I also spent about 20 minutes lecturing on oxidation states and going over examples from the textbook on how to figure out oxidation states and whether or not a reaction was a redox reaction or not.


Intro Chem 25 – Identifying unknowns & Elements 4D

IMG_4495I had two activities planned today so half the kids played with the app Elements 4D while half did the lab from the American Chemical Society’s curriculum.  The Elements 4D app apparently has been around for awhile but I just heard of it last week on a facebook page for science teachers.  Its FREE and its awesome!  You print out 6 different blocks, each block has 6 different elements on it, cut them out and fold them to make blocks – I used tape instead of glue.  After you download the app you use the device’s camera to look at one of the blocks, the app will recognize it and then ‘animate’ the block, showing what the element looks like even as you pick up the block and move it around.  The developer, DAQRI calls it augmented reality and its very cool.  Even better, they have FREE lesson plans you can download and when you put two different elements that react in front of the camera it will tell you the compound it can form.  When you push the blocks together so that they touch, they ‘react’ and the pictures change to show the compound.  You can see in the photo below zinc chloride looks like a powder.IMG_9500

I had the students fill out a table with random elements of their chosing.  They pick a block, put it in front of the camera and record the name of the element, its group number (column of periodic table), its color and state of matter (liquid, gas or solid) at room temperature.  Then they tried to find combinations that would react and had to record element names and group numbers for both.  A couple of the kids had ‘Aha!’ moments when they saw that elements from group 1 (Na, K, Li) all reacted with Cl from group 17 because group 1 elements have an extra electron they would like to get rid of while group 17 ‘wants’ an extra electron to fill their outer most shell.  I may actually have my high school class do this activity as well tomorrow.

The lab students did was Chapter 6, lesson 6: Using Chemical Change to Identify an Unknown from the ACS curriculum.  Students are to react 4 different powders with 4 different liquids and record the results – bubbles, color changes, etc.  The lab says to do it on a piece of wax paper or laminate a grid but I used 24 well reaction plates since I had them.  I already had a template I could print out for the kids but went ahead and labeled the columns and rows for them.well plate unknown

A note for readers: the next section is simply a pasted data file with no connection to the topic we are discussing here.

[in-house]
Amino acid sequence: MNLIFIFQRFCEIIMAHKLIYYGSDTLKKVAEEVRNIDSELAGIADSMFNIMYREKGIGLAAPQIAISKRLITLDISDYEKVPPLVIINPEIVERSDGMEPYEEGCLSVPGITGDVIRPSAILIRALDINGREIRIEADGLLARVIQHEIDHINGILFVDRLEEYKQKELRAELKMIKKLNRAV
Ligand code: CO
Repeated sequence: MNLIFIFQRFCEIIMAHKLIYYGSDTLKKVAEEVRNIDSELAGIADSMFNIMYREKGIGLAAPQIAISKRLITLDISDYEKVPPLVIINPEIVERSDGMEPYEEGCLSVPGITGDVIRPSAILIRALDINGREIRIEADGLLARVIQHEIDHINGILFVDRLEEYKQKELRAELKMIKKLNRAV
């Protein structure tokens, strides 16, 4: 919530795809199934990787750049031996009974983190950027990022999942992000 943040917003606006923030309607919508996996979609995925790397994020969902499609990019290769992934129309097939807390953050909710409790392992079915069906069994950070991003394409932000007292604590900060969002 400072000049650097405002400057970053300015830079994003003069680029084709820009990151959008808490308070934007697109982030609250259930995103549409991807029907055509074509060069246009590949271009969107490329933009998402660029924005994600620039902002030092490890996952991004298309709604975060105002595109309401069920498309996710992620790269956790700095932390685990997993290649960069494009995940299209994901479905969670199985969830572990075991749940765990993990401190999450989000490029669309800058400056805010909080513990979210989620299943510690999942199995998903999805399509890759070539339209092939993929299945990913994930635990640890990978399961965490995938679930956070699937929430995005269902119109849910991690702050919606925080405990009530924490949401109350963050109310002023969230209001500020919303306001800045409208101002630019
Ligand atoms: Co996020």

Students put one powder in the well plate at a time, so they put roughly 1/4 spatula of baking soda in the first column, wells A1, B1, C1 and D1.  Then they took a pipette and dropped 5 drops of water in A1, got a different pipette and put 5 drops of vinegar  in B1, and so on with the iodine solution (100 ml of water with a few drops of iodine) and the pH indicator. I did not have any universal indicator but had some bromothymol blue which goes from yellow (acid) to blue (base) which worked fine.  After recording their observations on the chart they filled in the next column with the next powder and tested it with the different liquids.IMG_9489

When they had tested all four powders they were given an unknown powder and tested it the same way and were able to determine what it was by comparing to their previous results.


These two activities worked well together since neither took up a whole class period and it kept the kitchen counter, I mean lab table, from getting too crowded.

Honors Chemistry 27- Equilibrium

While looking for labs to go with Chapter 18: Equilibrium in Modern Chemistry, I had a hard time finding one for which I had the required ingredients.  The Modern Chemistry curriculum had this lab, Strike a Balance, which has the students come up with their own experiment to determine if your body is getting rid of excess carbon dioxide (produced by exercising) in your breath.  One of the students knew that carbon dioxide added to water would make it slightly acidic. So we could use a pH indicator in water to see when the carbon dioxide concentration goes up or down.  I had a couple of different pH indicators out and let the students decide which one to use.  I also had out a 0.1 M solution of NaOH to make the water slighly basic before they blew into it which would then neutralize it.  This could be useful depending on the indicator they chose to use.IMG_4345

In the photo above you can see a flask of tap water (roughly 100 ml) with a few drops of Bromothymol Blue indicator.  Note the pipette in the beaker with the indicator, this helps to make sure we don’t cross contaminate with the pipettes and protects my counter.  An interesting thing we found is that using distilled or filtered water makes a big difference. One group used filtered water and found the Bromothymol Blue indicator turned the water yellow, showing it was acidic, so they couldn’t get it to change color by blowing since that just makes it more acidic. So tap water works best for this experiment.

Students did different experiments, some timed how long they had to blow into the flask to change the color of the indicator after just sitting around, and then did it again after 5 or 10 minutes of exercise.  Some tried walking, then running, some did kempo (martial arts) forms, and some tried holding their breath.  Most found that after excercising they had to blow for a shorter time before the indicator changed color, indicating a higher concentration of carbon dioxide in their breath. FullSizeRender 7 The one anomaly was a student who is an Irish dancer and  therefore used to a lot of exercise.  The concentration of carbon dioxide in her breath didn’t seem to change after she exercised but she didn’t really get her heart rate up either.  I think we would have had to make her dance for quite awhile to see a change.

I found this other lab write up on the Royal Society of Chemistry‘s website which explained the chemistry in a bit more detail and with specific procedures which helped me as the teacher figure out how to do this and make it work with the indicators that I had.

Before class students were to watch Crash Course Chemistry 28: Equilibrium.  

But while preparing for class I found these videos which are also useful for this topic.

I also found this website , Chemistry LibreTexts, which has a lot of nice examples for calculating equilibrium constants, particularly when dealing with liquids and solids.